Foundations of Mindfulness

As I recover from the amazing journey that I have had with ovarian cancer, I am feeling stronger in the body yet my energy is still called upon to meet the day to day challenge of tiredness. I have been turning towards my practices and decided to focus daily on one of the Attitudinal Foundations of Mindfulness Practice created by Jon Kabat-Zinn.

Each day, I have been looking at my thoughts and actions through the lens of just one of the attitudes. On the first day, my lens to view the world was non judging and I had to laugh that by 8am I had already judged my tiredness—I laugh consciously, as I know the importance of acknowledgement and also kindness—remembering not to judge the judgement; fostering a playfulness and curiosity.

Here are the Foundational Attitudes from the Mindfulness Based Stress Reduction Program handbook.  Maybe you could choose just one to work with today.

  1. Non-Judging
  • Taking the stance of an impartial witness to your own experience.
  • Noticing the stream of judging mind – good / bad / neutral… not trying to stop it but just being aware of it.
  1. Patience
  • Letting things unfold in their own time
  • A child may try to help a butterfly emerge by breaking open a chrysalis but there is a high chance that the butterfly won’t benefit from this help.
  • Practicing patience with ourselves. “Why rush through some moments in order to get to other ‘better’ ones? Each one is your life in that moment.”
  • Being completely open to each moment, accepting its fullness, knowing that like the butterfly, things will emerge in their own time.
  1. Beginner’s Mind
  • Too often we let our thinking and our beliefs about what we ‘know’ stop us from seeing things as they really are.
  • Cultivating a mind that is willing to see everything as if for the first time.
  • Being receptive to new possibilities… not getting stuck in a rut of our own expertise.
  • Each moment is unique and contains unique possibilities.
  • Try it with someone you know – next time, ask yourself if you are seeing this person with fresh eyes, as he/she really is? Try it with problems… with the sky… with the dog… with the man in the corner shop.
  1. Trust
  • Developing a basic trust in yourself and your feelings.
  • Trusting in your own authority and intuition, even if you make some ‘mistakes’ along the way. • Honour your feelings. Taking responsibility for yourself and your own wellbeing.
  1. Non-Striving
  • Meditation has no goal other than for you to be yourself. The irony is you already are.
  • Paying attention to how you are right now – however that it is. Just watch.
  • The best way to achieve your own goals is to back off from striving and instead start to really focus on carefully seeing and accepting things as they are, moment by moment. With patience and regular practice, movement towards your goals will take place by itself.
  1. Acceptance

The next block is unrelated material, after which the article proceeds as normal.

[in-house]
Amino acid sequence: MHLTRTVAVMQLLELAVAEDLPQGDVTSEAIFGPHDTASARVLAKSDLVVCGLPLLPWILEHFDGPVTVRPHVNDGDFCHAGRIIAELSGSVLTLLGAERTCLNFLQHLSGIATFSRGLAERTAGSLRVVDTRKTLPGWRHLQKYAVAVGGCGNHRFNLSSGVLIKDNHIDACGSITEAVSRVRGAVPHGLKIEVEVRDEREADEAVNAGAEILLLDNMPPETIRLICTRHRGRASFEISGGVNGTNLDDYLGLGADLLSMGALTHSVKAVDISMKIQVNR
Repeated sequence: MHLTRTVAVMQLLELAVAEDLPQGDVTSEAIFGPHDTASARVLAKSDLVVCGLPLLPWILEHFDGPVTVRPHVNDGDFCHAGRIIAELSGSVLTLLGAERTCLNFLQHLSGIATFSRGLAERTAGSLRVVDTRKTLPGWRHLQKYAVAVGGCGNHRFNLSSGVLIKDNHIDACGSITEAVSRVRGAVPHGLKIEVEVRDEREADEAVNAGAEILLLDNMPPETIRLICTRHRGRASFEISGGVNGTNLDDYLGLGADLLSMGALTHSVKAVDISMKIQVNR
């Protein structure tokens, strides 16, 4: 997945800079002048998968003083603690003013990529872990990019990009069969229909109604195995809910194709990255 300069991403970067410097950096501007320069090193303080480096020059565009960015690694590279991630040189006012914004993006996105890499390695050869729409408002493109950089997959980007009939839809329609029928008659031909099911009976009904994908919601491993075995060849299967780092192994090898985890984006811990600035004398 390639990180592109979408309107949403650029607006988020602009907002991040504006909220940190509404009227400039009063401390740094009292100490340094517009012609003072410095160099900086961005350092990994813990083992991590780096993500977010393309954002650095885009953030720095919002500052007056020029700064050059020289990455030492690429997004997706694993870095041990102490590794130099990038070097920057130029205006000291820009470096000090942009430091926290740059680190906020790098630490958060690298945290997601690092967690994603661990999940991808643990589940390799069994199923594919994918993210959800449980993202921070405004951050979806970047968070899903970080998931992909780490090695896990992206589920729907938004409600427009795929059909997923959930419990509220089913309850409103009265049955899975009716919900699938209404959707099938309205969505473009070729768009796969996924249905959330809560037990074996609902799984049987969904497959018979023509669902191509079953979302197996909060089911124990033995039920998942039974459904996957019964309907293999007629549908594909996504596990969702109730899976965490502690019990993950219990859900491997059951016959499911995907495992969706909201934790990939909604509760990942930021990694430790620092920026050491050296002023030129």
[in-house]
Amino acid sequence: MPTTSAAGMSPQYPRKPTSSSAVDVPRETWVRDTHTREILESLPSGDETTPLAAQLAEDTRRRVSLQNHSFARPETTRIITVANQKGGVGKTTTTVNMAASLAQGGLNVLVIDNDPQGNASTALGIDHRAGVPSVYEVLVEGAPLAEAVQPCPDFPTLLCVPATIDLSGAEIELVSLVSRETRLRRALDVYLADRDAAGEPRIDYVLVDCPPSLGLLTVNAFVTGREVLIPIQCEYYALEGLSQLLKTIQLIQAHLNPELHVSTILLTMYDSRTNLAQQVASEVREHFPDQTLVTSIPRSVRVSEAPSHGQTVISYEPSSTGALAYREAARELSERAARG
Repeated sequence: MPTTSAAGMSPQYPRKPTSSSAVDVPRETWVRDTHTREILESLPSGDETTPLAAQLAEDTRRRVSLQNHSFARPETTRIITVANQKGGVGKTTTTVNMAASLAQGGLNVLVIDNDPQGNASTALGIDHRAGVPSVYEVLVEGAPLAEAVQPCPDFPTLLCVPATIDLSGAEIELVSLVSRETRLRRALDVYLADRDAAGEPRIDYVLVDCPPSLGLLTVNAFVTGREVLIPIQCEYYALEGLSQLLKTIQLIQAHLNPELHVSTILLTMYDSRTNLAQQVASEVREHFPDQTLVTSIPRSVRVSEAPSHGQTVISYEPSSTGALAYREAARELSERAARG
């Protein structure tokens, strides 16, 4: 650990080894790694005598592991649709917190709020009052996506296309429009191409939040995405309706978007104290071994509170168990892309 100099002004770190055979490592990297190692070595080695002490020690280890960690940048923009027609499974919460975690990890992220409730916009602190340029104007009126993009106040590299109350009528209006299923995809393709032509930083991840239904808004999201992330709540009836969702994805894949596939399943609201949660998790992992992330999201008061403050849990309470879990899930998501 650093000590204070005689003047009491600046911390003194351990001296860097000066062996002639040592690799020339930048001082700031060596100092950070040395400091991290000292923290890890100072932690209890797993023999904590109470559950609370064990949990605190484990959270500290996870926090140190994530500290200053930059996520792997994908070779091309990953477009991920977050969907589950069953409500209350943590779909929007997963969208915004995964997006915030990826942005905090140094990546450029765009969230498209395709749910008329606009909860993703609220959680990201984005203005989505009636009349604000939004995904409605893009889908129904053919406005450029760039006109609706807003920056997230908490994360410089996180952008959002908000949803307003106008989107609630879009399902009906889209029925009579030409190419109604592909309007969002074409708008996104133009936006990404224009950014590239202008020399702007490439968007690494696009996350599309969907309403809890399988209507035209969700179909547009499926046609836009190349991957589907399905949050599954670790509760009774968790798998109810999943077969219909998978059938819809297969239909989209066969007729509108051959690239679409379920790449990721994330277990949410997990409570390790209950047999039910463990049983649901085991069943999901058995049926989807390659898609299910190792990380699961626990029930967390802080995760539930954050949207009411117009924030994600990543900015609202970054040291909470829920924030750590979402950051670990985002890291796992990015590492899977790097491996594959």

• Seeing things as they actually are in the present. If you have a headache, accept you have a headache.
  • We often waste a lot of time and energy denying what is fact. We are trying to force situations to how we would like them to be. This creates more tension and prevents positive change occurring.
  • Now is the only time we have for anything. You have to accept yourself as you are before you can really change.
  • Acceptance is not passive; it does not mean you have to like everything and abandon your principles and values. It does not mean you have to be resigned to tolerating things. It does not mean that you should stop trying to break free of your own self-destructive habits or give up your desire to change and grow.
  • Acceptance is a willingness to see things as they are. You are much more likely to know what to do and have an inner conviction to act when you have a clear picture of what is actually happening.
  1. Letting Go
  • Letting go is a way of letting things be, of accepting things as they are.
  • We let things go and we just watch…
  • If we find it particularly difficult to let go of something because it has such a strong hold on our mind, we can direct our attention to what ‘holding’ feels like. Holding on is the opposite of letting go. Being willing to look at the ways we hold on shows a lot about its opposite.
  • You already know how to let go… Every night when we go to sleep we let go.

Since I first read about these Jon has added two more: Gratitude and Generosity which he speaks about in the interviews below.

If we lean into the above qualities we can foster a greater sense of kindness and compassion for ourselves and for others.

Here are some talks by Jon Kabat-Zinn talking about these attitudes.



I listened to this interview with stories and music from singer and poet, Carrie Newcomer. The track I wanted to share with you, ‘You can do this hard thing’ is about 45 minutes in. There’s a small story and then the song.

After listening to it, I noticed it popped into a conversation I was having with my 8 year old grandson…you can do this hard thing…. he smiled; and I’ve said it to myself a few times!



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1 year ago

Love this reminder of JKZ’s foundational pillars.
Thank you Wendy

1 year ago

Thank you for sharing your process and this list. I will print out and use each one as a weekly practice, along with my observe my mind and how it moves. I meet experiences and see if I can label positive, negative or neutral when I have reactions and even sometimes get out in front of it and just watch without a reaction. What contentment and peace I have when I’m able to do this.
Lilly D

Nicole Morton
Nicole Morton
1 year ago

Dear Wendy,
Thanks for sharing this mindfulness practice!
I am surprised by the idea that non-striving can move us toward our goals if we let ourselves see things clearly and accept them. This is an unusual and interesting thought for me.

Foundations of Mindfulness